Before we discuss the Ace of Swords, let’s first review Aces and Swords. Aces are the cards that indicate new beginnings, and Swords correspond to the element of Air. Swords are symbolic of intellect, rationality, reason, wit, problem solving, and challenges. They can also signify medical care, ill health, betrayal, and sadness.
Because I like to get bad news out of the way first, let’s begin with Barbara G. Walker’s Ace of Swords, titled, as you can see, “Doom.”
Clutching a sword, a sorceress stares at the reader impassively, sizing them up. Behind her swirl the spirits who float in the ghostly ether. A crowned skull is at her feet, not only to remind us of death and doom, but to proclaim that in the world of Air, intellect is king.
Interestingly, I notice, right now, that the swirling spirits look like sperm fertilizing an egg! This, to me, symbolizes that sorrow and strife can be used to create something new.
Since Ace of Swords signifies new beginnings, if it appears in a negative reading or if you feel a warning vibe from it, take it as something that may be preventable. After all, the sorceress isn’t stabbing at the viewer; she’s simply eyeing him warily. The questioner might be able to use his problem solving skills to nip this in the bud.
Beginning the cycle of Ace of Swords cards that depict a lone sword standing point-down, I should like to present the Ace of Swords from Kris Waldherr’s Goddess Deck. The sword stands in the arid desert, the pyramids in the background. The culture of ancient Egypt (Isis is the goddess chosen to represent the Swords in the Goddess deck) is rich in invention, story, art, theology, medicine, and government. This intellectual fertility belies the seemingly lifeless desert. Air people are gifted in these realms, and seem to be good at everything they try. The Ace of Swords could thus be a signpost to a new interest for the questioner, one they will be particularly sharp at (sorry for the pun).
In an interpersonal reading, the Ace of Swords may indicate that the person the questioner is curious about is very intellectual and competent. It may also be a little heads-up that this person may be more comfortable in her head than she is anywhere else in her body. This person may be emotionally cold. On the other hand, this person might be witty, well-traveled, and fascinating.
The ankh and a bull’s head glyph are etched into the sword’s handle. The ankh is a symbol of life, luck, and love, something we cannot have without intelligence. The Bull’s Head symbolizes the bulls of Egypt who represented Ptah, the god of crafts and inventor of the Word. Word is thought made visible, which is a fitting paradigm for Air!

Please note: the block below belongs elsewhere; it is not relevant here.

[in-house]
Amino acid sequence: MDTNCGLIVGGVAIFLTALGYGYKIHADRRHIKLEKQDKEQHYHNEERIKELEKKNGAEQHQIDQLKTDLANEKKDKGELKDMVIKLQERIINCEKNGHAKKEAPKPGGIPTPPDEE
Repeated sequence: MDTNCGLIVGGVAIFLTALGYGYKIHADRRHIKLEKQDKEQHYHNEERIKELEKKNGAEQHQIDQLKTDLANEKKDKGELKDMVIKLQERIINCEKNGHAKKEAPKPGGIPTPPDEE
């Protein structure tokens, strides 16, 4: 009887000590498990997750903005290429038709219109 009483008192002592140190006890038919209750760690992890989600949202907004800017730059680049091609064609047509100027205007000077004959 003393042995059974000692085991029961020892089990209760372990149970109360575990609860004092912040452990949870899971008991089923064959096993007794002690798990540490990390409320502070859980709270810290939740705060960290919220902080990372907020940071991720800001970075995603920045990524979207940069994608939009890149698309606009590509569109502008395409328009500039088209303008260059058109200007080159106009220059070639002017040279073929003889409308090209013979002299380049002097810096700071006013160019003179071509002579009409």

The beautiful Mary Guinan art used to illustrate Julian De Burgh’s Celtic Ace of Swords shows the sword softly glowing, and vines growing out of and around the stone of the window. The brightness of a passionate intellect shines, and sometimes bursts, forth from the brow of its owner. Athena, an intellectual, Air-y goddess (Raven Kaldera chose her as the patron goddess of the Sun in Aquarius), was born from the brow of Zeus, the ultimate idea. Her birth came with pain for Zeus–the worst migraine times 100–reminding us that Air is the element of pain and discomfort. Some ideas are breech births, or involve a difficult gestation. Like the ivy on the card, sometimes ideas must push through a layers of difficulty to shine forth.
Here, the sword is in a block of stone, an altar. Remember The Sword In the Stone, and Arthur having to pull the sword out of the stone to prove himself worthy to be king? The Ace of Swords may present a challenge that calls for the questioner to prove herself, either to the world or to herself. Perhaps there is a job interview or the questioner is returning to school. The open window behind the altar shows the road to adventure, and perhaps success.
Robin Wood’s Ace of Swords is, like all her cards, rich with symbolism. What stands out to me is the location of the Sword–instead of planted, it is floating in its element, surrounded by a “brain storm” of clouds. Or, perhaps the clouds, which form a tunnel around a flash of light, are muddled, everyday thoughts, and the light is inspiration. Inspiration means, literally, breathing in, as well as messages from the Muses. Again, very fitting thought for Air. The Ace of Swords can tell the questioner of coming “divine inspiration, total disillusion” just as KMFDM sang of in their song “Light.”
The blue stone at the center of the hilt is deep blue of clarity and calm. It is hard to tell whether the sun is glinting off the blade, or if the light comes from within the blade itself. Either way, the intellect is anointed–it is even crowned with laurel and white roses. The twining plants are similar to the Greek caduceus, the symbol of healing and medicine. The element of Air heals through invention, through finding cures.
The sword, while it inflicts pain, and can kill, also slices through illusion, like Kali’s knife. It hacks through the brambles that form a barrier around the Edens of our dreams. It cuts a clear, clean swath, and lets in the sunlight and fresh air. It may bleed us, but, as Rumi says, “The Wound is the place where the Light comes in,” where we learn love and gratitude, the greatest knowledge there is.